A new book by a neurosurgeon named Eben Alexander is getting a lot of publicity from various news outlets (see, e.g., here). Dr. Alexander, a "faithful Christian, claims to have had a near death experience in which he remained conscious despite the fact that the cognitive part of his brain was severely impaired. What makes his experience supposedly newsworthy is that he is a neurosurgeon who previously did not believe in such near-death experiences.
But why should the fact that he's a doctor (neurosurgeon or otherwise) give his story more credence than the story of any other survivor, who reports such an experience? It shouldn't, according to this excellent article by Colin Blakemore in The Telegraph. Blakemore, like me, remains a skeptic. Why is it, he asks, that so many survivors who report near-death experiences recount stories that more or less precisely fit the expectations of the religions they (but not others) espouse? Why do so few report a trip to hell? Does each individual get the near-death experience he or she would choose, if given several alternatives? Dr. Alexander was accompanied by one stunningly beautiful woman. Perhaps if he were Islamic, he would have been accompanied by 72 virgins. Or, if he were Jewish, like me, perhaps he would have been hounded by his mother.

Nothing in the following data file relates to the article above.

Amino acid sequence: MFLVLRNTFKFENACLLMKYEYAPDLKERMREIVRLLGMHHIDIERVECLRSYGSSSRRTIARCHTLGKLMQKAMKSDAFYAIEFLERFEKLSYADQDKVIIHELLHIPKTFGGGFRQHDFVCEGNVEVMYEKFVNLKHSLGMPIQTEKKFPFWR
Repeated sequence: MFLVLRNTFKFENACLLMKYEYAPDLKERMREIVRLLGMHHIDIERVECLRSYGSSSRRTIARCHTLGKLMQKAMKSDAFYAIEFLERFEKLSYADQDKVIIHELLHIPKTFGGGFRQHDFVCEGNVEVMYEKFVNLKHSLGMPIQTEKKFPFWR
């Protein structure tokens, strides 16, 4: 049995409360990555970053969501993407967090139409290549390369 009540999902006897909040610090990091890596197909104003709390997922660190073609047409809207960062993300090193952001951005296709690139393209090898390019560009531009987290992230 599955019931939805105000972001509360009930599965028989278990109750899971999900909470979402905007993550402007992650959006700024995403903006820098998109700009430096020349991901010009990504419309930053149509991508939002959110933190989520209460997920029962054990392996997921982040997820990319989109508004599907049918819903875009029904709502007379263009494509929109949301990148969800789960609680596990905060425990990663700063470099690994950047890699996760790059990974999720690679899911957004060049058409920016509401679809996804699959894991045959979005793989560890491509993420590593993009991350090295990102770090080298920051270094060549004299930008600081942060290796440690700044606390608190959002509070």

More importantly, as a matter of science, there is no reason to give extra credence to such a tale because it is told by a doctor, who previously was a skeptic. As Blakemore suggests, "when there is no evidence except the word of the beholder, a scientist’s accounts are no more reliable than those of anyone else. Would we literally believe the contents of a scientist’s dream because he or she has a PhD?"
By the way, you can read Dr. Alexander's biography at the site of an organization he co-founded and chairs called, Eternea: The Convergence of Science & Spirituality.